Soviet casualties are estimated to be about 26 million. That's 2/3 of the entire population of the UK at the time.

    British casualties came in at under a half million. Who was helping whom ?

    Quote Originally Posted by Canoeyawl View Post
    Russian bots are just a fact of life, it is best to ignore them
    Intellectually dishonest warmongering Americans likewise
    Last edited by HRDavies; 09-24-2022 at 07:58 PM.

  29. #4964
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    Default Re: Ukraine

    I hope these are authentic. Videos of the equipment being deployed for the new troops.

    Russian gunpowder is notoriously corrosive. It looks like these were put into storage ?? years ago without being cleaned.

    I can imagine a leaky warehouse with 500,000 rifles in storage.

    I doubt even an AK can survive this.

    https://www.youtube.com/watch?v=bF__UnJ_T3c



  30. #4965
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    Default Re: Ukraine

    Another (nsfw language….in Russian):


  31. #4966
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    Default Re: Ukraine

    https://amp.theguardian.com/world/20...nd-ukraine-war

    China and India have called for a negotiated end to the Ukraine war, stopping short of robust support for traditional ally Russia.
    After a week of pressure at the United Nations general assembly, Russia’s foreign minister took the general assembly rostrum to deliver a fiery rebuke to western nations for what he termed a “grotesque” campaign against Russians.
    But no major nation has rallied behind Russia, including China, which just days before the February invasion of Ukraine had vowed an “unbreakable” bond with President Vladimir Putin.
    China’s foreign minister, Wang Yi, called on Russia and Ukraine to “keep the crisis from spilling over” and from affecting developing countries.

    “China supports all efforts conducive to the peaceful resolution of the Ukraine crisis. The pressing priority is to facilitate talks for peace,” Wang said on Saturday.
    “The fundamental solution is to address the legitimate security concerns of all parties and build a balanced, effective and sustainable security architecture.”

    Last edited by Hallam; 09-24-2022 at 11:00 PM.
    Simplicity is the ultimate sophistication. Leonardo da Vinci.

    If war is the answer........... it must be a profoundly stupid question.

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  32. #4967
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    Default

    Quote Originally Posted by bluedog225 View Post
    I hope these are authentic. Videos of the equipment being deployed for the new troops.

    Russian gunpowder is notoriously corrosive. It looks like these were put into storage ?? years ago without being cleaned.

    I can imagine a leaky warehouse with 500,000 rifles in storage.

    I doubt even an AK can survive this.
    I saw this. Apparently the Russian Ministry of Defence has never heard of a product called Cosmoline.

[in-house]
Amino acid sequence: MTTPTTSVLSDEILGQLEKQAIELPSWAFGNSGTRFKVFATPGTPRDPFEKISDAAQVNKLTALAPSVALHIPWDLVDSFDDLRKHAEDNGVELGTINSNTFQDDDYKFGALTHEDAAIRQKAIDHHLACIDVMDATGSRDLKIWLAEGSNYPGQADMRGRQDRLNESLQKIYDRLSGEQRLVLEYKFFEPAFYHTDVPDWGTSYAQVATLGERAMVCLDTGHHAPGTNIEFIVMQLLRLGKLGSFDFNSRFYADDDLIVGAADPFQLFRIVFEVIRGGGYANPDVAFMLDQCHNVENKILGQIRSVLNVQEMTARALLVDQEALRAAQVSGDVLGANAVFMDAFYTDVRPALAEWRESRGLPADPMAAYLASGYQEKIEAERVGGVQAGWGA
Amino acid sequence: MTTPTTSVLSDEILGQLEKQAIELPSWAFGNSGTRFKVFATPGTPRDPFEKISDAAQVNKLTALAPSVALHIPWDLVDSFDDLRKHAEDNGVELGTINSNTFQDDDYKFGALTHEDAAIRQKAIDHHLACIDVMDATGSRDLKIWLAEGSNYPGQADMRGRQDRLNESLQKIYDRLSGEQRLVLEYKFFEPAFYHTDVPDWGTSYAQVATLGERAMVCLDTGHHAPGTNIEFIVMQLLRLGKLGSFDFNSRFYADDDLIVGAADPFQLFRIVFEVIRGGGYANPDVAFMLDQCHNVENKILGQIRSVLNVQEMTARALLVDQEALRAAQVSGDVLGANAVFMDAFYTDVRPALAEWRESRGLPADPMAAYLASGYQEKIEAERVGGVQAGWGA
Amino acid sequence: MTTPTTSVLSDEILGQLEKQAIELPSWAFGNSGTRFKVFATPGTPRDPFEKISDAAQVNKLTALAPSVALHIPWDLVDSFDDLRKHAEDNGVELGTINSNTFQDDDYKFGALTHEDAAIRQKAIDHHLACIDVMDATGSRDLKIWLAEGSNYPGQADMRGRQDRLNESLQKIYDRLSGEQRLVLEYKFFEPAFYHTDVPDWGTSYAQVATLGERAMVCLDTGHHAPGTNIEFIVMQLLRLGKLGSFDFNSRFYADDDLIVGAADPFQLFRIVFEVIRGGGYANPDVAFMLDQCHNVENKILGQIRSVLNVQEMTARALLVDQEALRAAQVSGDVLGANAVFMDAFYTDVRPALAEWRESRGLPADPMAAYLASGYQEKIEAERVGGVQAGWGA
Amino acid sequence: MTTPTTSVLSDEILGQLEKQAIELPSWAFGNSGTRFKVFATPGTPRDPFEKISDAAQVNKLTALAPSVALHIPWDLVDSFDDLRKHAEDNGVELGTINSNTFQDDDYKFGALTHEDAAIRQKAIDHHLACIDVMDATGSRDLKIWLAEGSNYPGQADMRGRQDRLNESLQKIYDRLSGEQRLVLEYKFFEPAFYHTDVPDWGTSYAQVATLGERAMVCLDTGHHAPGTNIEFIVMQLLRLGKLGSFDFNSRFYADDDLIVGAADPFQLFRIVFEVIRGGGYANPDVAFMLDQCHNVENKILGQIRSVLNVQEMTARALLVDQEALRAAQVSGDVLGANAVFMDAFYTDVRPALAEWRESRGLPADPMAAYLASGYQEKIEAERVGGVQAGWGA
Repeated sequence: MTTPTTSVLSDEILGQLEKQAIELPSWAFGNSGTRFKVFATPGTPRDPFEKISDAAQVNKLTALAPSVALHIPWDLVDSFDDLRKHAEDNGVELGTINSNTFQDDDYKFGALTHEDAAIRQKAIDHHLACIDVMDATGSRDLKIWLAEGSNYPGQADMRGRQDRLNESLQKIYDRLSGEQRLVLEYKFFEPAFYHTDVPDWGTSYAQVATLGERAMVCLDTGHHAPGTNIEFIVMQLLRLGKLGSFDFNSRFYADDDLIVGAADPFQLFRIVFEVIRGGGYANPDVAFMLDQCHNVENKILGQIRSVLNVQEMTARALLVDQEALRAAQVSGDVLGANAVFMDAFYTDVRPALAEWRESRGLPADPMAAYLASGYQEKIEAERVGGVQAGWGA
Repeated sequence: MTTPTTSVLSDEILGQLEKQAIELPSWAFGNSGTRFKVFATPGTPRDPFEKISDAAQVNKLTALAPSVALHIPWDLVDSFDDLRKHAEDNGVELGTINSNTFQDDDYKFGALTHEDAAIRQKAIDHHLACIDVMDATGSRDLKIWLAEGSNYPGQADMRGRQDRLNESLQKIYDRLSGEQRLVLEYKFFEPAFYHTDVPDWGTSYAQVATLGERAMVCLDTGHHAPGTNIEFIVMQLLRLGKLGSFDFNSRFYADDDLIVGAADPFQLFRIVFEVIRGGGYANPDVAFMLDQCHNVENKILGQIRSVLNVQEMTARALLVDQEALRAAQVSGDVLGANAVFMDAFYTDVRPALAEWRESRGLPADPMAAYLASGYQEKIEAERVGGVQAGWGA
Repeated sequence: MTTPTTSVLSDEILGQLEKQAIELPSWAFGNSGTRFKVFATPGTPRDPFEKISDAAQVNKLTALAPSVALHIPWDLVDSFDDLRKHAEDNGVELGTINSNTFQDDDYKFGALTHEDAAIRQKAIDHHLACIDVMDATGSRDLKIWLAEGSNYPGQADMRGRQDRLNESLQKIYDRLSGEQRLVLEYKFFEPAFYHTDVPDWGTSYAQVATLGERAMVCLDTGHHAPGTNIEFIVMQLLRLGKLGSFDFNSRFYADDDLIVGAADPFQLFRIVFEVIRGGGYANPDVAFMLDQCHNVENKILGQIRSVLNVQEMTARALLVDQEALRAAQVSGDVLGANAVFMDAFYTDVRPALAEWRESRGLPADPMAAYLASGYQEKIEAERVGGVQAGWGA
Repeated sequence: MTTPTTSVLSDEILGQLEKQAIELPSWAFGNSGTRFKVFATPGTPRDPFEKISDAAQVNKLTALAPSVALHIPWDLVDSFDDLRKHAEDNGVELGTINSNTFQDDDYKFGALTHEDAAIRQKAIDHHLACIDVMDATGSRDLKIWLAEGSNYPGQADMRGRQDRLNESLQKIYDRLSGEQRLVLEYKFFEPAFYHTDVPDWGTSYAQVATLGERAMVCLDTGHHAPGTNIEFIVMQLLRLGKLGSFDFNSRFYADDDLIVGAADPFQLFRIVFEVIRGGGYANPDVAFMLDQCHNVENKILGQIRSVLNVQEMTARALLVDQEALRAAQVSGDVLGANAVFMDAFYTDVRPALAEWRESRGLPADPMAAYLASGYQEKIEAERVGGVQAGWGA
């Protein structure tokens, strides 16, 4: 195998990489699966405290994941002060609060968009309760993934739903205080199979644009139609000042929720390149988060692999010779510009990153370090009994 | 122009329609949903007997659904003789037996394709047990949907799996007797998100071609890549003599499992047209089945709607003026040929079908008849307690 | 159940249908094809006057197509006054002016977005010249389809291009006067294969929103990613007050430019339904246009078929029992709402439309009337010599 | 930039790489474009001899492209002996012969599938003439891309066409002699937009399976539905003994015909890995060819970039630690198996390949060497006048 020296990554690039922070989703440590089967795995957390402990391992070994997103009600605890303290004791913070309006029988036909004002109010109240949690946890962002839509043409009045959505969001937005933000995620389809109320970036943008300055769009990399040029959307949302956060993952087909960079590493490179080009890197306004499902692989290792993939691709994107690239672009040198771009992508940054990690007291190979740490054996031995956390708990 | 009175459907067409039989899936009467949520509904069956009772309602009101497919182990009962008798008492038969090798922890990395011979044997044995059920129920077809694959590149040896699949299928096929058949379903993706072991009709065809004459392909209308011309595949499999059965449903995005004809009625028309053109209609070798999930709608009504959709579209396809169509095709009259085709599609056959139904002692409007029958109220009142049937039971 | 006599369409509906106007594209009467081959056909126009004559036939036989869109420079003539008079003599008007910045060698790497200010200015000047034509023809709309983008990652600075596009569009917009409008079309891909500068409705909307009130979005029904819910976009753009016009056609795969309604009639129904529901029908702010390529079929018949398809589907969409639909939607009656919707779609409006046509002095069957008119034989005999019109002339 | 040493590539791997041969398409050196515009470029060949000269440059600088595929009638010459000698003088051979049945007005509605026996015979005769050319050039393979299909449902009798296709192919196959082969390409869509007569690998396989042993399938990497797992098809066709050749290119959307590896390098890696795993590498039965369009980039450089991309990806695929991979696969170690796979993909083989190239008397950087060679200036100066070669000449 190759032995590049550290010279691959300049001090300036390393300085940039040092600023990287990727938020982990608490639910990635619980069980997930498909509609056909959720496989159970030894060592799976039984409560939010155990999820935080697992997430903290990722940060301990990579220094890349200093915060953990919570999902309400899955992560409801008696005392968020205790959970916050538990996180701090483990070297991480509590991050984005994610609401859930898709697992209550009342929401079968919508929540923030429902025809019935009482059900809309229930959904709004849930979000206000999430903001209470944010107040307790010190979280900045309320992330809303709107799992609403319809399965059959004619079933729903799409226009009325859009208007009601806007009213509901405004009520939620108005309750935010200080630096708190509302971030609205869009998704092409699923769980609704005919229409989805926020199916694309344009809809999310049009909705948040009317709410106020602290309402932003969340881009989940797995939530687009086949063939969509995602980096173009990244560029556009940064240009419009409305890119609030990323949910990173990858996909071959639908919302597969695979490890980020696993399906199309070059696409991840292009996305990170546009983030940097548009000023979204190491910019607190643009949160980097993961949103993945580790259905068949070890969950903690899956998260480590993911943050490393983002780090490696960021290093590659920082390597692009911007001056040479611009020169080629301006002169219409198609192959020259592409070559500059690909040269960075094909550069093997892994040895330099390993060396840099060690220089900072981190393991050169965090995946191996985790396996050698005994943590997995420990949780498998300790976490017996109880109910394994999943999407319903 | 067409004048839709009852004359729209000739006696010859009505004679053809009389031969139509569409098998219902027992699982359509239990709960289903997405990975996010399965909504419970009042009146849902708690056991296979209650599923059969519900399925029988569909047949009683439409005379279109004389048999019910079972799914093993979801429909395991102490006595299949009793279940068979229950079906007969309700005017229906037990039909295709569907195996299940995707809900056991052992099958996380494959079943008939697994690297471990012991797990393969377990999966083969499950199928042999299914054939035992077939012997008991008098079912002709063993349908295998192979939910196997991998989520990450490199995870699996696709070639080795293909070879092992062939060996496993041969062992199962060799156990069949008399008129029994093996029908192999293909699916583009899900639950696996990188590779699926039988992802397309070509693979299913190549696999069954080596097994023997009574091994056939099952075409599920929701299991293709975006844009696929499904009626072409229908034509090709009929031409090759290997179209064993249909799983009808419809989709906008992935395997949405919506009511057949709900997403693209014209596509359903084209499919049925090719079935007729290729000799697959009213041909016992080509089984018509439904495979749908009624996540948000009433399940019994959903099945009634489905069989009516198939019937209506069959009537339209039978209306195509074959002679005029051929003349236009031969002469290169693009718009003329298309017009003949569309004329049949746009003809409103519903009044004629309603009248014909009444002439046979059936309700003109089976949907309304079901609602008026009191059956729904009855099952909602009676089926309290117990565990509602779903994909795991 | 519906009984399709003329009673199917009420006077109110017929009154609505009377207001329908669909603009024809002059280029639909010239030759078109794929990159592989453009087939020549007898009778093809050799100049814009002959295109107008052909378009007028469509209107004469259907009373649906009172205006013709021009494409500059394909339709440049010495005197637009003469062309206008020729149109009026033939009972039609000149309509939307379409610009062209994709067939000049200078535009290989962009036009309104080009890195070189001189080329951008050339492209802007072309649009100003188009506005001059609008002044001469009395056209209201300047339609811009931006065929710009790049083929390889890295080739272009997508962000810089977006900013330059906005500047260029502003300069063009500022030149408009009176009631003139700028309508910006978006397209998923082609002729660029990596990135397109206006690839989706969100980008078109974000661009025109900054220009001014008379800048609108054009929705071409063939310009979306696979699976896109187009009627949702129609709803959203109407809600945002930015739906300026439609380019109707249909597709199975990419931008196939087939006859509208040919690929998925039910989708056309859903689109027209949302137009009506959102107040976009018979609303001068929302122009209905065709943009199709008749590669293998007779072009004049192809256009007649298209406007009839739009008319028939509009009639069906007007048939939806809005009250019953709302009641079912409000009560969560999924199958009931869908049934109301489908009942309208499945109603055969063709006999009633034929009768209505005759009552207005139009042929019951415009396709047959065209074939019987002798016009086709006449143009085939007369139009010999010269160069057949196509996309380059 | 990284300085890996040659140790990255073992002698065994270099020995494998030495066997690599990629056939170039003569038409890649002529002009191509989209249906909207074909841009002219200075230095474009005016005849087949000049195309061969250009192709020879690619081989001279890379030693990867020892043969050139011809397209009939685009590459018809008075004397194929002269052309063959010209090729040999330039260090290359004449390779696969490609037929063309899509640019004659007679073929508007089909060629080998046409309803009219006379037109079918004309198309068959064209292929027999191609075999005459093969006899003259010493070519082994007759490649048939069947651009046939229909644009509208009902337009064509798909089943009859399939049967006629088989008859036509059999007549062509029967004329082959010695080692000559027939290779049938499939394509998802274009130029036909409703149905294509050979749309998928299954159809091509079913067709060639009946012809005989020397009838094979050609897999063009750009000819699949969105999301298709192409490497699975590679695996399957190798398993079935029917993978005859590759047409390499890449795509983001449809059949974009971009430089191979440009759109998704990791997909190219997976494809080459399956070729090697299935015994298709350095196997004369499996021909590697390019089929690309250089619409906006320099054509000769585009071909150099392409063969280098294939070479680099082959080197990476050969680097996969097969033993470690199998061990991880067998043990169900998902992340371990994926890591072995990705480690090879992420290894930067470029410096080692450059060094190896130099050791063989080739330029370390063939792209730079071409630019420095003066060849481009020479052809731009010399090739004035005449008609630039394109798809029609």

https://www.cosmolinedirect.com/cosmoline-hot-melt-360/

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  33. #4968
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    Default Re: Ukraine

    Quote Originally Posted by sandtown View Post
    Many, likely most, people in the West want the war to end and the killing & destruction to stop. Vets For Peace is mostly of that persuasion.

    Clearly much of the onus is on Russia.

    But all wars end with negotiations, except for the genocidal ones.

    Start with a cease-fire.

    Another factor to consider is what the result would be of a Russia that is no longer a significant power -

    it could well be much more war and death.

    Thanks for being civil.
    I think a lot of us appreciate the work Chomsky has done, and think he has a point. Personally, I think he exaggerates American power. I really would appreciate it if you would respond to the link Lew provided on Chomsky. Vlad Vexler clearly likes and respects Chomsky, so his views on Chomsky are all the more worth listening to.

    Yes, wars tend to end in negotiations. One problem here is that that Putin clearly does not regard Ukraine as a legitimate country, and has said so repeatedly. Maya Angelou said, when people show you who they are, believe them the first time. I think Putin has shown us who he is enough times that we aren't believing him the first time. Consequently, I understand why Ukraine doesn't trust him. This makes negotiating a cease fire pretty difficult. I'm sure it will be done eventually, but it's a lot harder than you seem to think it is.

  34. #4969
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    Default Re: Ukraine

    At the beginning of this I was calling it 'the Phoney War', fought by Ukraine as proxies with weapons supplied by its allies. I think the phoney war is coming to an end and I do not think the next stage will be good unless Putin is no longer in charge.
    On Feb 19 Putin said, "Vladimir Putin has insisted he "of course" does not want a war in Europe"
    Mirroring Goering who said he didn't want a war either……. and we know how that went.
    I doubt that Putin can be trusted at all on any matter.

    and Jay…" America has behaved terribly in the past."
    Every country has…. including our own, and will again…………Just wait till climate change really bites.
    Humans are ike that
    Last edited by skuthorp; 09-25-2022 at 04:38 AM.

  35. #4970
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    Default Re: Ukraine

    Quote Originally Posted by johnw View Post
    Consequently, I understand why Ukraine doesn't trust him. This makes negotiating a cease fire pretty difficult
    The aggressor regularly broke the 2014 ceasefire for the 8 years preceding the full scale aggression and even took a small patch of land. If I were an Ukrainian, I would only negotiate ceasefire if it were either the only way to survive at all, or if the regular ceasefire attacks became a minor issue. Currently though the falcon has the upper hand over the eagle, why would they be interested with a ceasefire at all?


    I've heard that muscovites plan to mobilise in Abkhazia and South Osetia. All I can say is: serves them right.